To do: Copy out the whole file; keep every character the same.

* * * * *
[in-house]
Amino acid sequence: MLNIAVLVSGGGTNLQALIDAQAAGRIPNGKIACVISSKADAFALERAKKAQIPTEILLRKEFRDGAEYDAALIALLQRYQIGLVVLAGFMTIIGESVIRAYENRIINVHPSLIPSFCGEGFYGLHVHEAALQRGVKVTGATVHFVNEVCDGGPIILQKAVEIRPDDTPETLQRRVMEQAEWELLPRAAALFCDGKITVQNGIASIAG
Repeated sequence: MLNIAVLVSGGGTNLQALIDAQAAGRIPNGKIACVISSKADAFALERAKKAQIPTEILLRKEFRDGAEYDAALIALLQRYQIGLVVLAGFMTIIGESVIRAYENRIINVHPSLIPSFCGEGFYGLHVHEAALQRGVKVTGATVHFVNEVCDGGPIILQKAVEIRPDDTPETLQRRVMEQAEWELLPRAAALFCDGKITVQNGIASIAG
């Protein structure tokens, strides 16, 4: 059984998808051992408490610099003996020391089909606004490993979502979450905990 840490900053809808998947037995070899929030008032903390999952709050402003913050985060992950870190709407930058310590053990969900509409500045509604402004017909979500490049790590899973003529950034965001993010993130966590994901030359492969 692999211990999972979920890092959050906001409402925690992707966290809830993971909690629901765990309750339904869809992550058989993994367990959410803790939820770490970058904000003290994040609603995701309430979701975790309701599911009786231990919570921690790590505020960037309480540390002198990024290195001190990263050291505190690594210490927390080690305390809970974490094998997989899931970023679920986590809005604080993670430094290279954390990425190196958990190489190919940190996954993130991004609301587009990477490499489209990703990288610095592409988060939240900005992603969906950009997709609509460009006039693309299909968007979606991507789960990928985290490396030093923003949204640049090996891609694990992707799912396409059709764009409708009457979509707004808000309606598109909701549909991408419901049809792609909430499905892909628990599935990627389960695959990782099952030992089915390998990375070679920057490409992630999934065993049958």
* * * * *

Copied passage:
[in-house]
Amino acid sequence: MLNIAVLVSGGGTNLQALIDAQAAGRIPNGKIACVISSKADAFALERAKKAQIPTEILLRKEFRDGAEYDAALIALLQRYQIGLVVLAGFMTIIGESVIRAYENRIINVHPSLIPSFCGEGFYGLHVHEAALQRGVKVTGATVHFVNEVCDGGPIILQKAVEIRPDDTPETLQRRVMEQAEWELLPRAAALFCDGKITVQNGIASIAG
Repeated sequence: MLNIAVLVSGGGTNLQALIDAQAAGRIPNGKIACVISSKADAFALERAKKAQIPTEILLRKEFRDGAEYDAALIALLQRYQIGLVVLAGFMTIIGESVIRAYENRIINVHPSLIPSFCGEGFYGLHVHEAALQRGVKVTGATVHFVNEVCDGGPIILQKAVEIRPDDTPETLQRRVMEQAEWELLPRAAALFCDGKITVQNGIASIAG
């Protein structure tokens, strides 16, 4: 059984998808051992408490610099003996020391089909606004490993979502979450905990 840490900053809808998947037995070899929030008032903390999952709050402003913050985060992950870190709407930058310590053990969900509409500045509604402004017909979500490049790590899973003529950034965001993010993130966590994901030359492969 692999211990999972979920890092959050906001409402925690992707966290809830993971909690629901765990309750339904869809992550058989993994367990959410803790939820770490970058904000003290994040609603995701309430979701975790309701599911009786231990919570921690790590505020960037309480540390002198990024290195001190990263050291505190690594210490927390080690305390809970974490094998997989899931970023679920986590809005604080993670430094290279954390990425190196958990190489190919940190996954993130991004609301587009990477490499489209990703990288610095592409988060939240900005992603969906950009997709609509460009006039693309299909968007979606991507789960990928985290490396030093923003949204640049090996891609694990992707799912396409059709764009409708009457979509707004808000309606598109909701549909991408419901049809792609909430499905892909628990599935990627389960695959990782099952030992089915390998990375070679920057490409992630999934065993049958």